Since 1938 there have been annual breeding studies with corn at this institution and in this contribution to Maize Co‑op News Letter it may be useful for other workers to have a brief history of what we have been doing and what are some of our future aims.
Although corn had been used at the John Innes from time to time for genetical investigations, it was not until C.D.R. Dawson commenced a sweet corn breeding programme just before the war started that corn breeding began here in earnest. As a result of his tests, Dawson released to the seed trade two top crosses, known as the John Innes Hybrids.
However, during the war a number of staff changes took place and a new breeding programme was initiated by K. Mather who found that, owing to the differences in climate of southern England and those States where sweet corn is more commonly grown, even such types as Golden Bantam and Golden Cross Bantam failed to germinate fully here in sowings made before June. The first essential was, therefore, to obtain cold‑hardy lines which would germinate in cold soil. This work has been continued annually, the principle being to breed from plants of different strains which survived February and/or March sowings in the field. On the whole, the results are gratifying and we are now multiplying stocks from our selections of Canada Gold and Golden Early Market. In addition, we hnve a strain of Golden Standard Maize, a dent originally imported from Holland, which has been improved to withstand the rigours of early field sowings.
For several years we have been running an experimental determination of the influence of sowing times on the behaviour of various strains of sweet corn and it now seems likely that sowings earlier than the beginning of June are more advantageous as the seedlings my have a better chance of avoiding frit fly (Orcinella frit) attacks.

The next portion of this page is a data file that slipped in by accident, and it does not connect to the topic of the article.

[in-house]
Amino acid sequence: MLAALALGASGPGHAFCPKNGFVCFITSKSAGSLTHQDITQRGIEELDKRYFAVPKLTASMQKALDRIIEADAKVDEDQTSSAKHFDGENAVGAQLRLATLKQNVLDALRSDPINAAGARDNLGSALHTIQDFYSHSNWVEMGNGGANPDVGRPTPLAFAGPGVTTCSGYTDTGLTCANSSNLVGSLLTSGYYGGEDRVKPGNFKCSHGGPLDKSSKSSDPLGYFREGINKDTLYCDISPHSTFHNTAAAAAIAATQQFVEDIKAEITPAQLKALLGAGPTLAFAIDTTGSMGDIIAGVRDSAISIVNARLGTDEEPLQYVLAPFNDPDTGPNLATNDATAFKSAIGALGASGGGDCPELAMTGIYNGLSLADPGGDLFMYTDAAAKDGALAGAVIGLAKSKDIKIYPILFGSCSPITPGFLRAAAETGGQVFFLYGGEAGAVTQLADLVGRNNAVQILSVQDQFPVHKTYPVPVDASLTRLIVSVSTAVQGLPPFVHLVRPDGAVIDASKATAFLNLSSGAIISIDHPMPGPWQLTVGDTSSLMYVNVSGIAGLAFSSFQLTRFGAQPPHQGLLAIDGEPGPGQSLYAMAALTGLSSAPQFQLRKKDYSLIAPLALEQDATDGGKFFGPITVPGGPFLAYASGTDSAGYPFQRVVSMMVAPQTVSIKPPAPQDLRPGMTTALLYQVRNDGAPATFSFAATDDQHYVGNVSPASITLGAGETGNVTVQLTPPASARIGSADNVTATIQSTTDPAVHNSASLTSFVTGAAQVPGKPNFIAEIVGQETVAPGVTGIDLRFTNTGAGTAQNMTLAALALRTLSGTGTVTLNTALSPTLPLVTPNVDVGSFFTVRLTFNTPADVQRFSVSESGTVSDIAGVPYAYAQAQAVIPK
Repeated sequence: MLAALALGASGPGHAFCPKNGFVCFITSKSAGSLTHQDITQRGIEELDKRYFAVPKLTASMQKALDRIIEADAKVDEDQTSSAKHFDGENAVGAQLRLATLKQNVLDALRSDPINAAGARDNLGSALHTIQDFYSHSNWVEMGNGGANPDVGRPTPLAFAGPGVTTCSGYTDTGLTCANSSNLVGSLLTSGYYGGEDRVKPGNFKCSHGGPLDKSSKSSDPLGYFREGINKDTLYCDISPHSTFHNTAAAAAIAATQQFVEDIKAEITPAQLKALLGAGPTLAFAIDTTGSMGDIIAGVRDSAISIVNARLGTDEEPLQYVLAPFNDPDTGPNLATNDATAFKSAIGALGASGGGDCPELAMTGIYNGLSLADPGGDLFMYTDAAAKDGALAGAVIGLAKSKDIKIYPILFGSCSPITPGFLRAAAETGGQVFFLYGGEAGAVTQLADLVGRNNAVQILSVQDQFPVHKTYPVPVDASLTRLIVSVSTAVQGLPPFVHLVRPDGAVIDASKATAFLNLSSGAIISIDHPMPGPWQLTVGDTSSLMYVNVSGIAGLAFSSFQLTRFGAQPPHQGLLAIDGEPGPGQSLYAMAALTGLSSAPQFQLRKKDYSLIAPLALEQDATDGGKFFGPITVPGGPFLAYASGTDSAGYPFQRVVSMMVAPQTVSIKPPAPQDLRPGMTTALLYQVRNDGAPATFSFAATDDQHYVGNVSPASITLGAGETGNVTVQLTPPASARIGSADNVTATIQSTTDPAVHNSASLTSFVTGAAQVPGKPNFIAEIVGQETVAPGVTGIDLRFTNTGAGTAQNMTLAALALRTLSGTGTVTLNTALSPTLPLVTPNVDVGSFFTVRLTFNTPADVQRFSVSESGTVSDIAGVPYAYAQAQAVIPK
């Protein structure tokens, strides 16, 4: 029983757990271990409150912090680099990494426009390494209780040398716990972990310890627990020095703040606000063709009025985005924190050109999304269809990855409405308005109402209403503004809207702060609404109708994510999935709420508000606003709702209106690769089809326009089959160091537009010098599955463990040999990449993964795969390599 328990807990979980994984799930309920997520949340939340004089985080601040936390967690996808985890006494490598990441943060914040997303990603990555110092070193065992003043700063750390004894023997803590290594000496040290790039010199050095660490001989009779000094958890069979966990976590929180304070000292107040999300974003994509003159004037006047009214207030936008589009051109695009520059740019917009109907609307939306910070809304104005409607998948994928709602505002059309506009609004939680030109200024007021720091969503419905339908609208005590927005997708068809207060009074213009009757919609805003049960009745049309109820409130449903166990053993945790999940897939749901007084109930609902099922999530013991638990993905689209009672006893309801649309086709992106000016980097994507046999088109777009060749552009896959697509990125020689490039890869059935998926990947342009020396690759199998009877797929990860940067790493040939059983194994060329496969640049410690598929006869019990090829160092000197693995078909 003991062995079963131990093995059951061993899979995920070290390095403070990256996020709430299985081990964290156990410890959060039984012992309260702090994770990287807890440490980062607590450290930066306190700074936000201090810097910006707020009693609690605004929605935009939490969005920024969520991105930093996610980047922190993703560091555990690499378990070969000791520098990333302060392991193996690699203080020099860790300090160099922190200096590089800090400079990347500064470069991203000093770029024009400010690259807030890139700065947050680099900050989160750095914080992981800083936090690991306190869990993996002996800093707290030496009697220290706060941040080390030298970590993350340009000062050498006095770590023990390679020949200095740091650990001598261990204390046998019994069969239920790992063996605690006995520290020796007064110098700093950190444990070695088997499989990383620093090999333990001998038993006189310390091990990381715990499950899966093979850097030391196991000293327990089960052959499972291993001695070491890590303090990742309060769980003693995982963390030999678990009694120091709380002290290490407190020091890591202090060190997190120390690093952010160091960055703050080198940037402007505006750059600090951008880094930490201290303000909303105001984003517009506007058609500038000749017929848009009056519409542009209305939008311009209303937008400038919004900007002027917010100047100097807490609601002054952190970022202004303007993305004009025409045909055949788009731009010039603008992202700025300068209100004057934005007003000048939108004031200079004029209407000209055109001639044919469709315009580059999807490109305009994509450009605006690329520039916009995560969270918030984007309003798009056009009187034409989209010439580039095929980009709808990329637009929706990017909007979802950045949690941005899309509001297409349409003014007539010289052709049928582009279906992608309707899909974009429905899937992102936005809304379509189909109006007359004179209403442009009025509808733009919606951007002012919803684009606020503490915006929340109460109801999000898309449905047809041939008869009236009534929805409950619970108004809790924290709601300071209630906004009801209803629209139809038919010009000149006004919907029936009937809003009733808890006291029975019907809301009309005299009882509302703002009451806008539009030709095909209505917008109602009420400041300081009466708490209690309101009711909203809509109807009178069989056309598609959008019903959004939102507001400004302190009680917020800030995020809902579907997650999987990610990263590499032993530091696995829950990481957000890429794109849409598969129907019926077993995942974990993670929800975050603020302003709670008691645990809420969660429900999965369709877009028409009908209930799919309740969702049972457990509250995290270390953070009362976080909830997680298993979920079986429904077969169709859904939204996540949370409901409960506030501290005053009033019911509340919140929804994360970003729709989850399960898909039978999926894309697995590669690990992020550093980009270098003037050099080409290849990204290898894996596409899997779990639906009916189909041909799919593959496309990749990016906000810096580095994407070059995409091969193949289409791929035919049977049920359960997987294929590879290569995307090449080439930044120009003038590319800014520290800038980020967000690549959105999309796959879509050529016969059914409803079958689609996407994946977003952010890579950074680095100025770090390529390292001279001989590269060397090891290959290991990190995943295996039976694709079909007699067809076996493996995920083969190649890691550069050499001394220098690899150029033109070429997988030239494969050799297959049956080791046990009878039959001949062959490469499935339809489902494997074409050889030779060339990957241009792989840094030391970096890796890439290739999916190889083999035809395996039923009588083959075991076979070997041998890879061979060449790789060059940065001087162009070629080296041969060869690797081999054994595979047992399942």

Similarly, K. Mather has conducted numerous varietal trials of samples of sweet corn that have reached him from the U.S.A. Numerous crosses have been made and the new combinations tested, but, on the whole, few proved better than the lines we already had. Perhaps because of our cooler climate the ears of the different varieties tested have ripened unevenly, and it was decided that our best chances of producing an improved type of sweet corn for southern England would be to use the methods now so widely established in the U.S.A., namely, to inbreed and select those inbred lines which had the best combining ability later on. A small experiment along these lines was initiated.
Another series of investigations were conducted by A. J. Bateman in his studies of the spatial isolation required by seed crops in order to prevent their contamination with foreign pollen. He used corn as one example of a wind‑pollinated species.
During the last year, through a grant from the Agricultural Research Council, I was able to work with W. R. Singleton at the Connecticut Agricultural Experiment Station so that I could see at first hand the methods of sweet corn breeding practised in New England, and it is hoped to introduce some American methods into our future work at the John Innes. In addition, I was fortunate enough to make a tour of the corn belt and hear some of the current problems of corn geneticists, many of whom have generously supplied lines of sweet corn for our cold‑hardiness experiments.
Our programme for 1948 includes a continuation of the February selections which will include not only the John Innes selected lines, but also a series of inbreds and their hybrids obtained from W. R. Singleton and from the Central Experimental Farm in Ottawa; also a large trial of the stocks I brought back with me to see which behave well enough under our conditions initially before starting our inbreeding campaign and to study the reaction under field conditions of some of my cold‑room selections. Finally we are proposing to see how our previously selected lines behave in various parts of this area of England.